Sahagun v. Williams et al

Filing 41

ORDER Denying Petitioner's 6 Petition for Writ of Habeas Corpus. The Clerk of Court is directed to enter judgment accordingly and close this case. FURTHER ORDERED that a certificate of appealability is Denied. Signed by Judge Jennifer A. Dorsey on 9/15/2017. (Copies have been distributed pursuant to the NEF - SLD)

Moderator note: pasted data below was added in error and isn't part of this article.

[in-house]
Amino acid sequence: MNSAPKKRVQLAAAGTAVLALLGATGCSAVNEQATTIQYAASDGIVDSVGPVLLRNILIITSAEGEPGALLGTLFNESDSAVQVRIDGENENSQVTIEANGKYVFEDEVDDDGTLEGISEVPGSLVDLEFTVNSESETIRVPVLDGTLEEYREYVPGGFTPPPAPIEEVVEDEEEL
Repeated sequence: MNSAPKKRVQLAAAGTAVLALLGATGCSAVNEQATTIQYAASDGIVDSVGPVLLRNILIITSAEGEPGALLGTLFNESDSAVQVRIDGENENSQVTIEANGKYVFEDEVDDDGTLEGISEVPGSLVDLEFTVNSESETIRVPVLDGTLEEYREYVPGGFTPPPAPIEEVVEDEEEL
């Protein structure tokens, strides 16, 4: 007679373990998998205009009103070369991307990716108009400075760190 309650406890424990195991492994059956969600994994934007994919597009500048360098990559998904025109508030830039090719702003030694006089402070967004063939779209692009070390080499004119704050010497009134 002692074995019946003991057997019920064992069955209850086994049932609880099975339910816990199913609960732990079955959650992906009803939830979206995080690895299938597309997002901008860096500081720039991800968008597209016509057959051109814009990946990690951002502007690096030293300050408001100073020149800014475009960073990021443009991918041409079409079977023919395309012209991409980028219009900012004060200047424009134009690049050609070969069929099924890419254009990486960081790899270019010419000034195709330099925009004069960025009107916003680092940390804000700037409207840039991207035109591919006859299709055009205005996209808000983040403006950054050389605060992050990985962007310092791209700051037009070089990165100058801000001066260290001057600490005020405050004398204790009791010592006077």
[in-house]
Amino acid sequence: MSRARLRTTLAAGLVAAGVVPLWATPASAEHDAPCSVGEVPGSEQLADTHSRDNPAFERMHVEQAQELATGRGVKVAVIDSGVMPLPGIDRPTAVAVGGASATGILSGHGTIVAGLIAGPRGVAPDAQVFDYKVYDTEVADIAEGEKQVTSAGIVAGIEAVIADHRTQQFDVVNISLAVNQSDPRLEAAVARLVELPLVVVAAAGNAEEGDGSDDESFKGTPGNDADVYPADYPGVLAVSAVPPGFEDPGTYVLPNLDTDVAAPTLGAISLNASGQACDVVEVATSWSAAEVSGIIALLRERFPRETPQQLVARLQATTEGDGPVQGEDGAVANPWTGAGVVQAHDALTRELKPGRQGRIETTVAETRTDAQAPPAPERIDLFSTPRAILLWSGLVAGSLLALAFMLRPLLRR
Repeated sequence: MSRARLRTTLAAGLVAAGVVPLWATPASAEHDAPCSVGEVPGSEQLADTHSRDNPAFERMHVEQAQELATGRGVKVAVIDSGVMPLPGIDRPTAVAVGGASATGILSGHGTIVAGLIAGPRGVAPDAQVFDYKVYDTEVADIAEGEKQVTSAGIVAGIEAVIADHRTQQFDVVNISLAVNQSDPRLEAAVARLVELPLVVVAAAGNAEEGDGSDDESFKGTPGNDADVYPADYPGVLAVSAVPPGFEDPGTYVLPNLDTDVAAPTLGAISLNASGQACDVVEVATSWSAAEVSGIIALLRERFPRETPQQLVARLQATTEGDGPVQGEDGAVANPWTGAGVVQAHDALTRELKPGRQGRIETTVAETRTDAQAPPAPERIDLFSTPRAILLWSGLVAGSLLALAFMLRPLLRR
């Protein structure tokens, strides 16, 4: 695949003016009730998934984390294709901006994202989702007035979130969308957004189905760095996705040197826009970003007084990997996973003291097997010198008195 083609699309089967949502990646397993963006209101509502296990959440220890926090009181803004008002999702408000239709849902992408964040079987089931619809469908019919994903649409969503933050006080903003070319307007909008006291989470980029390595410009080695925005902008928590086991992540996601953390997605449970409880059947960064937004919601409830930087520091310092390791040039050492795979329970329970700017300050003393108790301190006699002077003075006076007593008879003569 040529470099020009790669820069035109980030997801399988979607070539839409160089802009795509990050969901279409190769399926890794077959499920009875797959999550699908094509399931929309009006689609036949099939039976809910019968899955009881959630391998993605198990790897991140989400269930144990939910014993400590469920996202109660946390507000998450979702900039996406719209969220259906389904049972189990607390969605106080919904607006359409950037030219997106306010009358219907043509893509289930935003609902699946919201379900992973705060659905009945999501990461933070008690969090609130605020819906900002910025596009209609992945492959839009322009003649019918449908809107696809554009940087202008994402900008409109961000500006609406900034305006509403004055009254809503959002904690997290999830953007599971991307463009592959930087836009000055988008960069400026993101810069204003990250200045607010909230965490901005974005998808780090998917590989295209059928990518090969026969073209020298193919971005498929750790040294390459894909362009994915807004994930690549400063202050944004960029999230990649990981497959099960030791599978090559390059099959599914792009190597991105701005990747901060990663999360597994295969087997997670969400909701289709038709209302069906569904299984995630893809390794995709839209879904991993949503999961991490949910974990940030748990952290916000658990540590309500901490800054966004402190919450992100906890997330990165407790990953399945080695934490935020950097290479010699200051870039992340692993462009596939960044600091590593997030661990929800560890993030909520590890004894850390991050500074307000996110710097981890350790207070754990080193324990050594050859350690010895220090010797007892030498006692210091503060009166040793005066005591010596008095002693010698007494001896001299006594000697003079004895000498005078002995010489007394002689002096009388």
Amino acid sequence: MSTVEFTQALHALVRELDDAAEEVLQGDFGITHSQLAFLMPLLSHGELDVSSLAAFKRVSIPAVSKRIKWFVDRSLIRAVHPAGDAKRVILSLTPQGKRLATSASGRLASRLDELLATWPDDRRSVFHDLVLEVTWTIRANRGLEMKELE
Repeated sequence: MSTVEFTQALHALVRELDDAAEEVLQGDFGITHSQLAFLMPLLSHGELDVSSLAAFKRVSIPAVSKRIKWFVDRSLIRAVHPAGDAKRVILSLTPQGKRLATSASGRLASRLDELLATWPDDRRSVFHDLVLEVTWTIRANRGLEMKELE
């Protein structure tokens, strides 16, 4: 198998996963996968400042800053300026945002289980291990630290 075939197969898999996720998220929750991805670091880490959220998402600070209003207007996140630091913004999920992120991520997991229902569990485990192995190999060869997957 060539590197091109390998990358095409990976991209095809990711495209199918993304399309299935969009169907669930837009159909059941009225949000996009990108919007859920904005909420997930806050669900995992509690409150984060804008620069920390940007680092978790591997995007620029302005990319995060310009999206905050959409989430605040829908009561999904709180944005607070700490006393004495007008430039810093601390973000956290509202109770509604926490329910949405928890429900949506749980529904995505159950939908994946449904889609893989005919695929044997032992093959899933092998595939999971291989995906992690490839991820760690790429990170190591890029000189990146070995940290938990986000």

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1 UNITED STATES DISTRICT COURT 2 DISTRICT OF NEVADA 3 4 Jahuart Sahagun, 5 Petitioner 6 Order Denying Petition for Writ of Habeas Corpus v. 7 2:14-cv-00539-JAD-GWF Brian E. Williams, et al., [ECF No. 6] 8 Respondents 9 10 Petitioner Jauart Sahagun pled to and was convicted of four counts of trafficking in a 11 controlled substance;1 the Nevada Supreme Court affirmed his conviction on appeal.2 He filed in 12 state district court a post-conviction habeas corpus petition.3 The state district court denied the 13 petition,4 which the Nevada Supreme Court also affirmed on appeal.5 He then filed this petition 14 for a writ of habeas corpus6—which I have addressed and dismissed claims from before7—and I 15 now dismiss his only remaining claim and deny the petition. And because reasonable jurists 16 would not find my conclusions on any of the claims (those previously dismissed or the one I 17 dismiss now) debatable or wrong I do not issue a certificate of appealability for any of them. 18 Discussion 19 Congress has limited the circumstances in which a federal court can grant relief to an 20 21 1 ECF No. 17-14. 22 2 ECF No. 18-9. 23 3 ECF No. 18-13. 4 ECF No. 18-16. 5 ECF No. 18-25. 6 ECF No. 6. 7 ECF No. 35. 24 25 26 27 28 1 inmate who was convicted in state court. Once the inmate’s state-court habeas petition has been 2 denied, the federal court will also deny it unless the state court’s decision was: (1) “contrary to, 3 or involved an unreasonable application of clearly established Federal law, as determined by the 4 Supreme Court of the United States”; or (2) “based on an unreasonable determination of the facts 5 in light of the evidence presented in the State court proceeding.”8 6 “For purposes of § 2254(d)(1), ‘an unreasonable application of federal law is different 7 from an incorrect application of federal law.’”9 “A state court’s determination that a claim lacks 8 merit precludes federal habeas relief so long as ‘fairminded jurists could disagree’ on the 9 correctness of the state court’s decision.”10 “[E]valuating whether a rule application was 10 unreasonable requires considering the rule’s specificity. The more general the rule, the more 11 leeway courts have in reaching outcomes in case-by-case determinations.”11 “[A] habeas court 12 must determine what arguments or theories supported . . . the state court’s decision; and then it 13 must ask whether it is possible fairminded jurists could disagree that those arguments or theories 14 are inconsistent with [Supreme Court case law].”12 The inmate “must show that the state court’s 15 ruling [on the habeas petition] was so lacking in justification that there was an error well 16 understood and comprehended in existing law beyond any possibility for fairminded 17 disagreement.”13 18 19 As his sole remaining claim, Sahagun contends that he was denied effective assistance of counsel because his attorney failed to present mitigating evidence at sentencing. “[T]he right to 20 21 22 23 8 28 U.S.C. § 2254(d). 9 Id. (citation omitted). 24 10 Id. (citation omitted). 11 Yarborough v. Alvarado, 541 U.S. 652, 664 (2004). 27 12 Richter, 562 U.S. at 102. 28 13 Id. at 103. 25 26 2 1 counsel is the right to the effective assistance of counsel.”14 A petitioner claiming ineffective 2 assistance of counsel must demonstrate: (1) that the defense attorney’s representation “fell below 3 an objective standard of reasonableness”;15 and (2) that the attorney’s deficient performance 4 prejudiced the defendant such that “there is a reasonable probability that, but for counsel’s 5 unprofessional errors, the result of the proceeding would have been different.”16 “[T]here is no 6 reason for a court deciding an ineffective assistance claim to approach the inquiry in the same 7 order or even to address both components of the inquiry if the defendant makes an insufficient 8 showing on one.”17 9 In Strickland v. Washington, the Supreme Court expressly declined to articulate specific 10 guidelines for attorney performance beyond generalized duties, including the duty of loyalty, the 11 duty to avoid conflicts of interest, the duty to advocate the defendant’s cause, and the duty to 12 communicate with the client over the course of the prosecution.18 The Court would not define 13 defense counsel’s duties so exhaustively as to give rise to a “checklist for judicial evaluation of 14 attorney performance,” fearing that “[a]ny such set of rules would interfere with the 15 constitutionally protected independence of counsel and restrict the wide latitude counsel must 16 have in making tactical decisions.”19 So, review of an attorney’s performance must be “highly 17 deferential,” and must adopt counsel’s perspective at the time of the challenged conduct to avoid 18 the “distorting effects of hindsight.”20 A reviewing court must “indulge a strong presumption 19 that counsel’s conduct falls within the wide range of reasonable professional assistance; that is, 20 21 14 McMann v. Richardson, 397 U.S. 759, 771 n.14 (1970). 22 15 Strickland v. Washington, 466 U.S. 668, 688 (1984). 16 Id. at 694. 17 Id. at 697. 18 Id. at 688. 27 19 Id. at 688–89. 28 20 Id. at 689. 23 24 25 26 3 1 the defendant must overcome the presumption that, under the circumstances, the challenged 2 action ‘might be considered sound trial strategy.’”21 3 The Sixth Amendment does not guarantee effective counsel per se but rather a fair 4 proceeding with a reliable outcome.22 It is not enough to show that counsel fell below an 5 objective standard of reasonableness. The petitioner must also show that the attorney’s sub-par 6 performance prejudiced the defense.23 There must be a reasonable probability that, but for the 7 attorney’s challenged conduct, the result of the proceeding in question would have been 8 different.24 “A reasonable probability is a probability sufficient to undermine confidence in the 9 outcome.”25 And I must be highly deferential when reviewing a state court’s Strickland analysis: 10 Establishing that a state court’s application of Strickland was unreasonable under § 2254(d) is all the more difficult. The standards created by Strickland and § 2254(d) are both “highly deferential,” . . . and when the two apply in tandem, review is “doubly” so . . . . The Strickland standard is a general one, so the range of reasonable applications is substantial. Federal habeas courts must guard against the danger of equating unreasonableness under Strickland with unreasonableness under § 2254(d). When § 2254(d) applies, the question is not whether counsel’s actions were reasonable. The question is whether there is any reasonable argument that counsel satisfied Strickland’s deferential standard.26 11 12 13 14 15 16 Sahagun alleges that he had told counsel about numerous people who wanted to come to 17 court and speak at his sentencing because they knew about his work helping people in the 18 community and in his automobile-repair business. He raised nearly the same claim in his state 19 post-conviction habeas corpus petition and supporting memorandum.27 On appeal from the 20 21 21 Id. (citation omitted). 22 22 See id. at 691–92. See also Jennings v. Woodford, 290 F.3d 1006, 1012 (9th Cir. 2002). 23 Strickland, 466 U.S. at 691–92. 24 Id. at 694. 25 Id. 27 26 Harrington v. Richter, 562 U.S. 86, 105 (2011) (citations omitted). 28 27 ECF No. 18-13 at 18–19. 23 24 25 26 4 1 denial of the petition, the Nevada Supreme Court found this claim meritless: 2 [A]ppellant claimed that [his trial counsel] was ineffective for failing to present mitigation evidence at sentencing. Appellant failed to demonstrate deficiency or prejudice. Appellant’s claim that people wanted to speak on his behalf was a bare claim as he did not state what the people would have said or how it would have affected the outcome of the sentencing hearing. His claims that counsel made no positive representations was belied by the record as counsel noted his good family support and lack of a criminal history, and the presentence investigation report noted that he owned a business. Appellant did not state what other representations counsel should have made. We therefore conclude that the district court did not err in denying these claims.28 3 4 5 6 7 8 9 The Nevada Supreme Court’s assessment was correct: Sahagun did not allege who would have 10 spoken at sentencing, what they would have said, and how their words could have affected the 11 outcome of the sentencing.29 He thus failed to meet his burden of pleading an ineffective- 12 assistance claim. The transcript of the sentencing supports the Nevada Supreme Court’s other 13 conclusions,30 and the court reasonably applied Strickland in rejecting this claim. 14 15 Because reasonable jurists would not find my conclusion to be debatable or wrong, I will not issue a certificate of appealability. 16 Conclusion 17 18 IT IS THEREFORE ORDERED that the petition for a writ of habeas corpus is DENIED. The Clerk of Court is directed to enter judgment accordingly and CLOSE THIS CASE. 19 IT IS FURTHER ORDERED that a certificate of appealability is DENIED. 20 DATED: September 15, 2017. 21 _______________________________ _____________________ __ _________ _______ _ Jennifer A. Dorsey Jennifer A. Dorsey n e United States District Judge United States District Jud ted t tr t 22 23 24 25 28 ECF No. 18-25 at 4–5. 27 29 ECF No. 18-13 at 18–19. 28 30 ECF No. 17-12 at 11. 26 5